In addition, the issue of how to make the electricity network capable of coping with the increased load needs to be addressed. Fast charging of vehicles requires more electricity, and providing this in densely populated areas, particularly flats, is challenging.

The good news for consumers is that providing a charge point for an electric vehicle is relatively cost effective. There are grants, both residential and commercial, which make them cheap to install, although the process for claiming these grants can be complicated. If you choose a charge point installer who is registered under the Electric Vehicle Homecharge Scheme (EVHS), they can make the process smoother by carrying out the installation and claiming the grant back on behalf of residents.

We’re on the cusp of an exciting future, but to make it work, we need more standardisation. That means one card provider that works with all charging schemes. We need more workplaces and petrol stations offering high-charge points to enable longer, more spontaneous journeys. And the government needs to introduce legislation that makes it obligatory for newbuild developments to incorporate charging schemes.


A flurry of legislation over the last two years has seen the government talk a good game on sustainable transport. Under the 2017 Air Quality Plan, the UK committed to ending the sale of new conventional petrol and diesel cars and vans by 2040 (although the ban does not include hybrids). Last year, the government launched its ambitious Road to Zero strategy, which aims to see at least half of new cars being ultra-low emission by 2030. Road to Zero sets out several measures to support and encourage the uptake of electric vehicles as part of a plan to expand the UK’s green infrastructure. These include:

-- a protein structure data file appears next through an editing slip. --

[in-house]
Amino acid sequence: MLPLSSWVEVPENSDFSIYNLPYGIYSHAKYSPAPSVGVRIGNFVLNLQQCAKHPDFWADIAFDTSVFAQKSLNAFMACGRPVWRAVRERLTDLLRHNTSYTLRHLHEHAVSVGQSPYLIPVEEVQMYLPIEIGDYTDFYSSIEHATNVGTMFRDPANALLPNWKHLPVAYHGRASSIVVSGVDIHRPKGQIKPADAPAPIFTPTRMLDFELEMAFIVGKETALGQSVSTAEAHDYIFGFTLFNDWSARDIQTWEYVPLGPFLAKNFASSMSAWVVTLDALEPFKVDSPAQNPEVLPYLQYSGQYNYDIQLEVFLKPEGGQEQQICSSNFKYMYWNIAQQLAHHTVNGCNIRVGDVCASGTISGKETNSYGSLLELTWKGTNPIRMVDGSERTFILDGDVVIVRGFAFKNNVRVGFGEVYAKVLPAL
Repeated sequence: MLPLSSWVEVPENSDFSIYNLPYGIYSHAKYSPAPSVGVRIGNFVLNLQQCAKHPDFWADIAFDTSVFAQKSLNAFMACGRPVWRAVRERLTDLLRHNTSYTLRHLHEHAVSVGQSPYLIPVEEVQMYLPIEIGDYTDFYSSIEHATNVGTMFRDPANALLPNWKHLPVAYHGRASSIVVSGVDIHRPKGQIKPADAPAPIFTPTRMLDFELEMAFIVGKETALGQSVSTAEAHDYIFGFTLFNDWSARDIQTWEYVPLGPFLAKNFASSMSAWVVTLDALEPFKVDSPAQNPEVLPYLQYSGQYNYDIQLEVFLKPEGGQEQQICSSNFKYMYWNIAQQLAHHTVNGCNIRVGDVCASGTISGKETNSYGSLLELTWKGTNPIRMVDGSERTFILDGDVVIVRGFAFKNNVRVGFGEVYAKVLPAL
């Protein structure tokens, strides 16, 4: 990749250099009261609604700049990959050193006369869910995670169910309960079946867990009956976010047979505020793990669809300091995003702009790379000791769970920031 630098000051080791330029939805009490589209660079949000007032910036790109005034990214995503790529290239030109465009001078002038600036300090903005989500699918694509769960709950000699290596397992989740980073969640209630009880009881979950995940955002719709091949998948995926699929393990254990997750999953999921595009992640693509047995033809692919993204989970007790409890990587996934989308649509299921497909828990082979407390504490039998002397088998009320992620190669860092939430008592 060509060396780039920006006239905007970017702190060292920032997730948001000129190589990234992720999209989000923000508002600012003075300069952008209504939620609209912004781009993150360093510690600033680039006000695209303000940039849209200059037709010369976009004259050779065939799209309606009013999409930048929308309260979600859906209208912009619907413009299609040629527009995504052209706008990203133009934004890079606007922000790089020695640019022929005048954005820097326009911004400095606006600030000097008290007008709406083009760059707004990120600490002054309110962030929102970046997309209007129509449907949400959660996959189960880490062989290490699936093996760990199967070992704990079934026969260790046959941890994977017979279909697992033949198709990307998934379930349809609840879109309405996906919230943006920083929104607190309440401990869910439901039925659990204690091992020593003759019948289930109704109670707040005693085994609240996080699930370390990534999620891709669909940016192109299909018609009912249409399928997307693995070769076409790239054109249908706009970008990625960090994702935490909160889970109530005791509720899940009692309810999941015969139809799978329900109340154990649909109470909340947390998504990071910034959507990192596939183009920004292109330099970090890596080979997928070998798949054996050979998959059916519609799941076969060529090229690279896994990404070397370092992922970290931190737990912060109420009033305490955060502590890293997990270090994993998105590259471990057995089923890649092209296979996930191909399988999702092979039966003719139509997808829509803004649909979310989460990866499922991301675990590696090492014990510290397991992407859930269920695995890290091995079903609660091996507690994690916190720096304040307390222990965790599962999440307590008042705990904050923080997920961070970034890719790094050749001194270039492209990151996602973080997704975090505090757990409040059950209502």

⇒ The launch of a £400 million Charging Infrastructure Investment Fund to help accelerate the roll-out of charging infrastructure by providing funding to new and existing companies that produce and install charge points

⇒ Creating a new £40 million programme to develop and trial innovative, low-cost wireless and on-street charging technology

⇒ An increase in the value of grants available to workplaces to install charge points so people can charge when they are at work

⇒ The launch of an Electric Vehicle Energy Taskforce to bring together the energy and automotive industries to plan for the increase in demand on energy infrastructure that will result from a rise in the use of electric vehicles.

As part of the strategy, the Automated and Electric Vehicles Act 2018 gives the government powers to boost consumer confidence by improving the availability of charge points. The new laws are designed to ensure that motorway services are upgraded with plenty of points, for example, and that public charge points are compatible with all vehicles. The government also intends to standardise the way charge points are paid for, and set standards for reliability.

About Sarah OBeirne